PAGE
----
The author is pursuing law studies at National Law University, Odisha and is a former Research Intern at the Indian Society of Artificial Intelligence and Law.
Almost every economy around the world is trying to curate a model that would put guardrails on the AI technology that is rapidly developing all around the world and is being increasingly used by people. Like other economies, the European Union (EU) is trying to lead the world in developing AI technology and in coming up with an efficient and effective way to regulate it. In mid-2023, the EU passed one of the first major laws to regulate AI which was a model that would aid policymakers. The European Parliament, for example, had passed a draft law, the EU AI Act, which would impose restrictions on the technology’s riskiest uses.
Unlike the United States, which has taken up the challenge to create such a model quite recently, the EU has been trying to do so for more than two years. They took it up with greater urgency after the release of ChatGPT in 2022.
On 18 November 2023, Germany, France, and Italy reached an important pact on AI regulation and released a joint non-paper that countered some basic approaches undertaken by the EU AI Act. They suggested alternate approaches that they claim would be more feasible and efficient. The joint non-paper underlines that the AI Act must aim to regulate the application of AI and not the technology itself because innate risks lie in the former and not in the latter.
The joint non-paper highlights some key areas in which they beg to differ from the point of view of the AI Act passed by the Parliament. The highlights are:
Fostering innovation while balancing responsible AI adoption within the EU
The joint paper pushes for mandatory self-regulation for foundation models and advocate for stringent control over AI's foundational models, aiming to enhance accountability and transparency in the AI development process.
While the EU AI Act targets only major AI producers, the joint paper advocates for a universal adherence to avoid compromising trust in the security of smaller EU companies.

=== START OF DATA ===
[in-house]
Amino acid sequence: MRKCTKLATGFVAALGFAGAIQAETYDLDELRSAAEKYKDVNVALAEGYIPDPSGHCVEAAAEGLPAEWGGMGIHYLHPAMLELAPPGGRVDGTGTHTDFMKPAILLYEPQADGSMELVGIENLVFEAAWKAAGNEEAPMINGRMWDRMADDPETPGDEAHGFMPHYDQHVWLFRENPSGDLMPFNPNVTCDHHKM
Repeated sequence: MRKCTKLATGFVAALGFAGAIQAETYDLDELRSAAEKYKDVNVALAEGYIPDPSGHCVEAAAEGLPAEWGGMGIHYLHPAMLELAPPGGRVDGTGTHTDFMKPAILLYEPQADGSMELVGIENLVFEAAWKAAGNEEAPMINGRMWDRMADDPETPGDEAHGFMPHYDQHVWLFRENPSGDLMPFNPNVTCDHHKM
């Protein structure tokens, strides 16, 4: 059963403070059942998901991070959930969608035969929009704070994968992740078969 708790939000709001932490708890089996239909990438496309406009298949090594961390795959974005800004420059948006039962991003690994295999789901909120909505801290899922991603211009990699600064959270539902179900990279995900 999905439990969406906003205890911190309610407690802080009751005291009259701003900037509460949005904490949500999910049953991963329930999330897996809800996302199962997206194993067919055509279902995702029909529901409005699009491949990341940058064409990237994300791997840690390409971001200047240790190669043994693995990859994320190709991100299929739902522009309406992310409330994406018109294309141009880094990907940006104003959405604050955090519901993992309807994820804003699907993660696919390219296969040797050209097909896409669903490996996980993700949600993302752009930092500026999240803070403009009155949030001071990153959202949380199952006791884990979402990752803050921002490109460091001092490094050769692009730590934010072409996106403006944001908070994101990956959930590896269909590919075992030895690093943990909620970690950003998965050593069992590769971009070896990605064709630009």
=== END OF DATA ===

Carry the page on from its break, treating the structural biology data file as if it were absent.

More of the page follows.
Immediate sanctions for defaulters of codes of conduct are excluded but a future sanction system is proposed.
The focus is on regulating the application of AI and not the AI technology itself. Therefore, the development process of AI models should not be subject to regulation.
What are Foundation Models of AI?
Foundation models, also called general purpose AI, are AI systems which can be used to conduct a wide range of tasks that pertain to various fields such as understanding language, generating text and images, and conversing in natural language. This can be done so without majorly modifying and fine-tuning them. They can be used through several innovative methods. They are deep learning neural networks that change the approach adopted by machine learning. Data scientists use foundation models as starting points of developing AI instead of starting from scratch. This makes the process fast and cost-effective.
The European Union AI Act
The EU AI Act is a comprehensive framework of law that governs the sale and use of AI in EU. It sets consistent standards for AI systems across EU. It tries to address the risks of AI through obligations and standards that intend to safeguard the safety and fundamental rights of citizens in the EU and globally.
It works as a part of a wider legal and policy framework and regulates different aspects of the digital economy which includes General Data Protection Regulation, the Digital Services Act, and the Digital Markets Act. It moves away from a “one law fixes all” approach to this emerging AI regime.
Risk-based Approach of the AI Act versus the joint pact of FR, IT and DE
One of the key aspects of the AI Act is to regulate foundation models that support a wide range of AI applications. The most prominent AI companies like OpenAI, Google DeepMind, and Meta develop such foundation models. The AI Act aims to regulate these models by running safety tests and apprise the governments of their results in order to ensure accountability and transparency and to mitigate risks. The recent U.K. AI Safety Summit focused on risks associated with the most advanced foundation models. So basically, it is the technology that is regulated in order to manage risks.
The joint non-paper aims to change this narrative of regulating the technology to regulating the application of the technology. Developers of foundation models would have to publish the kinds of testing done to ensure their model is safe. No sanctions would be applied initially to companies who did not publish this information as per the code of conduct, but the non-paper suggests a future sanction system could be set up in future.
The three countries oppose the “two-tier” approach to foundation model regulation, originally proposed by the EU because it would impose stricter regulations on the most capable models expected to have the largest impact. It will hit on the legs of innovation and hamper the growth of AI technologies. French company Aleph Alpha and German company Mistral AI, which are the most prominent AI companies of Europe, are opposed to this approach of risk management.